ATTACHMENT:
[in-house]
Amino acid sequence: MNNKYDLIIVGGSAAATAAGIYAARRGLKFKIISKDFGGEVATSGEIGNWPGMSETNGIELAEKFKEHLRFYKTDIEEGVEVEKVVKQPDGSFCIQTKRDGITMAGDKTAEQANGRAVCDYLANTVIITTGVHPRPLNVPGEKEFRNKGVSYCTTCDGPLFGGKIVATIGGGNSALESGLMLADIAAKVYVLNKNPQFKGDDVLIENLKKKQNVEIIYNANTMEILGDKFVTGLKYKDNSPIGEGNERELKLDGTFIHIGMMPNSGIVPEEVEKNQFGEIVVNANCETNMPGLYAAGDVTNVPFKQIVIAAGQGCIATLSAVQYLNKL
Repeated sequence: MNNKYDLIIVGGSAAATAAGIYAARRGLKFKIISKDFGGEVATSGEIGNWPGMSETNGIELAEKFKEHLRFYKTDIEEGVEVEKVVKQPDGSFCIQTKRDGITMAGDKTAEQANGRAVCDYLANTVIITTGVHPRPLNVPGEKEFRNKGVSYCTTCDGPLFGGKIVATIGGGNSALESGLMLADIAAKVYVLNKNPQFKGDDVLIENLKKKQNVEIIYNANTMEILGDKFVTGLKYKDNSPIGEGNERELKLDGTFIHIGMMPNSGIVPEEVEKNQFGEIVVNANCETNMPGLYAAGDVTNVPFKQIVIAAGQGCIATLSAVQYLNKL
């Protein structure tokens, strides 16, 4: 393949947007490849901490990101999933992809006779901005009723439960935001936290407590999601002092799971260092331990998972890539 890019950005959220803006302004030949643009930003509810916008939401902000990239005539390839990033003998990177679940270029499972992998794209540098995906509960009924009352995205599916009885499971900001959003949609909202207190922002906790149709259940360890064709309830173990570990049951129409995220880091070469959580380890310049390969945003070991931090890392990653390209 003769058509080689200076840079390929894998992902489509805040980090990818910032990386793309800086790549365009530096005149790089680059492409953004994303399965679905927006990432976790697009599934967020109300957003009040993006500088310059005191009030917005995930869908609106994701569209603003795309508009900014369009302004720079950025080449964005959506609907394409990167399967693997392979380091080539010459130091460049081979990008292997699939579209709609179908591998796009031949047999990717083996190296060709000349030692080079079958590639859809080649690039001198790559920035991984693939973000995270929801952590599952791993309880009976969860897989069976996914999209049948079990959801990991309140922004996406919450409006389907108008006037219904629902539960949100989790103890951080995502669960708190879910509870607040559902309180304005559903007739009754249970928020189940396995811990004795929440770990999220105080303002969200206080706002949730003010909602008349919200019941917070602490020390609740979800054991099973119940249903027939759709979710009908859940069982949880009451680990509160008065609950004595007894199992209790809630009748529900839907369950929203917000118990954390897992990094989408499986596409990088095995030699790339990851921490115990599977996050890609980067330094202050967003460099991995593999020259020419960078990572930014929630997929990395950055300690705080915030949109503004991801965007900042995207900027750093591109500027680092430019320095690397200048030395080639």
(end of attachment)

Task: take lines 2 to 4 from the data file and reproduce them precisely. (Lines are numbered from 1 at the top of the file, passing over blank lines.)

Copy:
Amino acid sequence: MNNKYDLIIVGGSAAATAAGIYAARRGLKFKIISKDFGGEVATSGEIGNWPGMSETNGIELAEKFKEHLRFYKTDIEEGVEVEKVVKQPDGSFCIQTKRDGITMAGDKTAEQANGRAVCDYLANTVIITTGVHPRPLNVPGEKEFRNKGVSYCTTCDGPLFGGKIVATIGGGNSALESGLMLADIAAKVYVLNKNPQFKGDDVLIENLKKKQNVEIIYNANTMEILGDKFVTGLKYKDNSPIGEGNERELKLDGTFIHIGMMPNSGIVPEEVEKNQFGEIVVNANCETNMPGLYAAGDVTNVPFKQIVIAAGQGCIATLSAVQYLNKL
Repeated sequence: MNNKYDLIIVGGSAAATAAGIYAARRGLKFKIISKDFGGEVATSGEIGNWPGMSETNGIELAEKFKEHLRFYKTDIEEGVEVEKVVKQPDGSFCIQTKRDGITMAGDKTAEQANGRAVCDYLANTVIITTGVHPRPLNVPGEKEFRNKGVSYCTTCDGPLFGGKIVATIGGGNSALESGLMLADIAAKVYVLNKNPQFKGDDVLIENLKKKQNVEIIYNANTMEILGDKFVTGLKYKDNSPIGEGNERELKLDGTFIHIGMMPNSGIVPEEVEKNQFGEIVVNANCETNMPGLYAAGDVTNVPFKQIVIAAGQGCIATLSAVQYLNKL
């Protein structure tokens, strides 16, 4: 393949947007490849901490990101999933992809006779901005009723439960935001936290407590999601002092799971260092331990998972890539 890019950005959220803006302004030949643009930003509810916008939401902000990239005539390839990033003998990177679940270029499972992998794209540098995906509960009924009352995205599916009885499971900001959003949609909202207190922002906790149709259940360890064709309830173990570990049951129409995220880091070469959580380890310049390969945003070991931090890392990653390209 003769058509080689200076840079390929894998992902489509805040980090990818910032990386793309800086790549365009530096005149790089680059492409953004994303399965679905927006990432976790697009599934967020109300957003009040993006500088310059005191009030917005995930869908609106994701569209603003795309508009900014369009302004720079950025080449964005959506609907394409990167399967693997392979380091080539010459130091460049081979990008292997699939579209709609179908591998796009031949047999990717083996190296060709000349030692080079079958590639859809080649690039001198790559920035991984693939973000995270929801952590599952791993309880009976969860897989069976996914999209049948079990959801990991309140922004996406919450409006389907108008006037219904629902539960949100989790103890951080995502669960708190879910509870607040559902309180304005559903007739009754249970928020189940396995811990004795929440770990999220105080303002969200206080706002949730003010909602008349919200019941917070602490020390609740979800054991099973119940249903027939759709979710009908859940069982949880009451680990509160008065609950004595007894199992209790809630009748529900839907369950929203917000118990954390897992990094989408499986596409990088095995030699790339990851921490115990599977996050890609980067330094202050967003460099991995593999020259020419960078990572930014929630997929990395950055300690705080915030949109503004991801965007900042995207900027750093591109500027680092430019320095690397200048030395080639």